Impact of US Recession & Financial Planning In Times of Covid19 – Real Conversations With Sanjay Sachdev, Zyfin Holdings
This is part of the Real Conversations Podcast, hosted by Ritu Kant Ojha, Author of Real Conversations in Digital Age & CEO of Proact Communications.
We all try various ways to save our hard-earned money in different financial instruments and hope that when we are in need, they can be liquidated and utilised. One of the assets in which we all invest is equity. We usually invest in equity by buying direct shares from stock markets or indirectly through mutual funds where a fund manager takes investment call on the pool of money.
The stock markets world over have crashed and that has impacted the sentiments of equity investors. To talk more about what can investors do in these times, we are joined by Mr Sanjay Sachdev from Boston, US. He is the Chairman of Zyfin Holdings and comes with over 3 decades of experience in financial services across banking and asset management companies. He has managed billions of dollars worth of assets and if you are looking for a piece of advice on your equity investments, he is the person with a global perspective.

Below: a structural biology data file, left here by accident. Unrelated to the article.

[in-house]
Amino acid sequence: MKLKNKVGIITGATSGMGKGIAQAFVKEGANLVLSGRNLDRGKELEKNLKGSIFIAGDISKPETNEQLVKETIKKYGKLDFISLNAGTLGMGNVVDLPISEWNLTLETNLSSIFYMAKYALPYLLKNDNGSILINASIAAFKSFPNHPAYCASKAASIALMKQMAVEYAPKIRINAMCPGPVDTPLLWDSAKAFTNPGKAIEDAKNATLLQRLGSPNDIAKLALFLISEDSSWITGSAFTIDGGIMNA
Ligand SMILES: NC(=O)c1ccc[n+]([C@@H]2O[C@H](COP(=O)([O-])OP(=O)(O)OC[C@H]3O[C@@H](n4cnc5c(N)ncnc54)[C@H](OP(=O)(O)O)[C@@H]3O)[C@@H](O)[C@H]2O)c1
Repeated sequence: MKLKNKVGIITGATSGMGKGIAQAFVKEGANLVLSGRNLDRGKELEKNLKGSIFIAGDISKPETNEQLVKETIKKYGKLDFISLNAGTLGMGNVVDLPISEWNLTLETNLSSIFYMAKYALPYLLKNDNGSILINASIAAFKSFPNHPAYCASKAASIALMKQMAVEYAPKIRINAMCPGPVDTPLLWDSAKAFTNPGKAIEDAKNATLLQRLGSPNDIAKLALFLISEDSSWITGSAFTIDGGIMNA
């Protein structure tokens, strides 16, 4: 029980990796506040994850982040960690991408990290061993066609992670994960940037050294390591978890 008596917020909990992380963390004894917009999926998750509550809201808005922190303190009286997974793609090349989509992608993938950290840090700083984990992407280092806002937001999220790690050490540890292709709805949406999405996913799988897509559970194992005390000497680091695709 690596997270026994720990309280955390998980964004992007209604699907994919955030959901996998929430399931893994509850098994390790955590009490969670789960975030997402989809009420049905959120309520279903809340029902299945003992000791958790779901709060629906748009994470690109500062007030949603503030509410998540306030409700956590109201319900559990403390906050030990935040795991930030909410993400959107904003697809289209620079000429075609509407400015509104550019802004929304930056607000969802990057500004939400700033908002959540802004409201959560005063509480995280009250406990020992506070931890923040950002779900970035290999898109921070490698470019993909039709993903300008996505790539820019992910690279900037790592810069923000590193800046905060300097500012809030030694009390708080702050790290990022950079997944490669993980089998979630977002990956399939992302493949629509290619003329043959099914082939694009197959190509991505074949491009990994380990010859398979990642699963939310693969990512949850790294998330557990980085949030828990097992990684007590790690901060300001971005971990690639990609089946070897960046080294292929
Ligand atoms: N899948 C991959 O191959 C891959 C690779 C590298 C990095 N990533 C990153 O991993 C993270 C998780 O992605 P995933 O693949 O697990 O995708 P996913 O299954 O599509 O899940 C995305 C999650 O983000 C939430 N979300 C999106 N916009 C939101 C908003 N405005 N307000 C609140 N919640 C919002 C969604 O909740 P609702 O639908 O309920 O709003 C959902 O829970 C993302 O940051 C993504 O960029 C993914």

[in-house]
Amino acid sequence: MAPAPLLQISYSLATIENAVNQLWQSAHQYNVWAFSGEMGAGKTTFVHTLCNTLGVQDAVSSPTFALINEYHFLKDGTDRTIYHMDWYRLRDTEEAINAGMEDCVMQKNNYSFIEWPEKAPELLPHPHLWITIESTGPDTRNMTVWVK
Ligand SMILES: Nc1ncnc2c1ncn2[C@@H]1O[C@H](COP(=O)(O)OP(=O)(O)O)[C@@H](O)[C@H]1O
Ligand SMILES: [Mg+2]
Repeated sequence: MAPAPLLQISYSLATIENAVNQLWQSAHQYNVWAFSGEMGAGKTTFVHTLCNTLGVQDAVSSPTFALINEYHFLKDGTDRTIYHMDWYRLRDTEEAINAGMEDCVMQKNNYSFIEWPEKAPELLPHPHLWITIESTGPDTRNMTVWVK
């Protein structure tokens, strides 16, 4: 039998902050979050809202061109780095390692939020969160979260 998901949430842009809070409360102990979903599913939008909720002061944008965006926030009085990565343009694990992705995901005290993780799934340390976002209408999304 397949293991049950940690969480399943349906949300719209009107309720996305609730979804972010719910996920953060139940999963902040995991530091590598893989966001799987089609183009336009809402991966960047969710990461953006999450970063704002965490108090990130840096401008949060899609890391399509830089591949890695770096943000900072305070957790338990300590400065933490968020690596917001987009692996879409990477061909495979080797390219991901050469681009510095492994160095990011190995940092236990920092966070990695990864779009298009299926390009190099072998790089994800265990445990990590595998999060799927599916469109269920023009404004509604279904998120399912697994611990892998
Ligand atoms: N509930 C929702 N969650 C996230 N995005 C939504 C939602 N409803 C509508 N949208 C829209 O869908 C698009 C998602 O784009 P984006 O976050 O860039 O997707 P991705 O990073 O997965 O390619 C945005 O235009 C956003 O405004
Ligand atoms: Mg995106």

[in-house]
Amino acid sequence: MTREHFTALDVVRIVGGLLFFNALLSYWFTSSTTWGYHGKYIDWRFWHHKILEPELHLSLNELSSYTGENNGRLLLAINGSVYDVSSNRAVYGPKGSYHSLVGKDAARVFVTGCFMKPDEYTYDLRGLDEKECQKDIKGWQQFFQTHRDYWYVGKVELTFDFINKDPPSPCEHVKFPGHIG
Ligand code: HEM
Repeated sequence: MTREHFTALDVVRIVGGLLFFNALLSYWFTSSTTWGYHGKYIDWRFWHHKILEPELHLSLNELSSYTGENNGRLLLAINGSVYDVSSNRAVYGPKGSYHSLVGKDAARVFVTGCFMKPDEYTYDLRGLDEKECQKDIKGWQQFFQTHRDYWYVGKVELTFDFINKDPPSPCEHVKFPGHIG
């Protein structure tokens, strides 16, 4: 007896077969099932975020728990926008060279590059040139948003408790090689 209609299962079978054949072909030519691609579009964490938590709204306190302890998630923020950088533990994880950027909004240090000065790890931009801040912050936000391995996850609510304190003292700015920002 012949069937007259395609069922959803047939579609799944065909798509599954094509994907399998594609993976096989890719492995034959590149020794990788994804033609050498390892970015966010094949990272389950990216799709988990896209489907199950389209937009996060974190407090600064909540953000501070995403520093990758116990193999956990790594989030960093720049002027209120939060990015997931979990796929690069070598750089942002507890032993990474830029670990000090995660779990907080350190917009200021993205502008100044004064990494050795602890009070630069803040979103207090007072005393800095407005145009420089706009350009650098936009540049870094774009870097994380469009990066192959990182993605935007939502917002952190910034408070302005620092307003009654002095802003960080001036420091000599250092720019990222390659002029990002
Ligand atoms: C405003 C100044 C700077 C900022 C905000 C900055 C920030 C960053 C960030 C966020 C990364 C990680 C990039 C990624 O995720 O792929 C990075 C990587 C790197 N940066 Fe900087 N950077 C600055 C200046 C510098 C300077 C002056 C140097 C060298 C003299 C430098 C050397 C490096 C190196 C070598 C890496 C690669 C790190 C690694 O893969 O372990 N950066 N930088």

We cover the following questions in this podcast:
The prediction of a deep recession in the US. How bad it would be?
Do you think India is decoupled from the US equity markets or the stock exchanges?
Now equities are a long term investment tool. But people are quite anxious looking at their mutual fund and direct equity portfolio. What is your message to them?
It is advised that one should not try to catch a falling knife. But then when has the knife touched the ground, how would an average investor know? The knife being stock markets?
How do you compare the impact of the sub-prime crisis on stock markets with the novel coronavirus impact on the equity market?
For those who would want to use this opportunity to buy equities, what would be your advice?
Choosing mutual funds always becomes a nightmare for those who have never invested. What is the best way to take the first step?
What would be your advice to those who do not believe in financial planning? What lessons does this uncertainty have for such people?
What is the conversation one should have with his or her financial advisor in these times? And what is the importance of such conversations?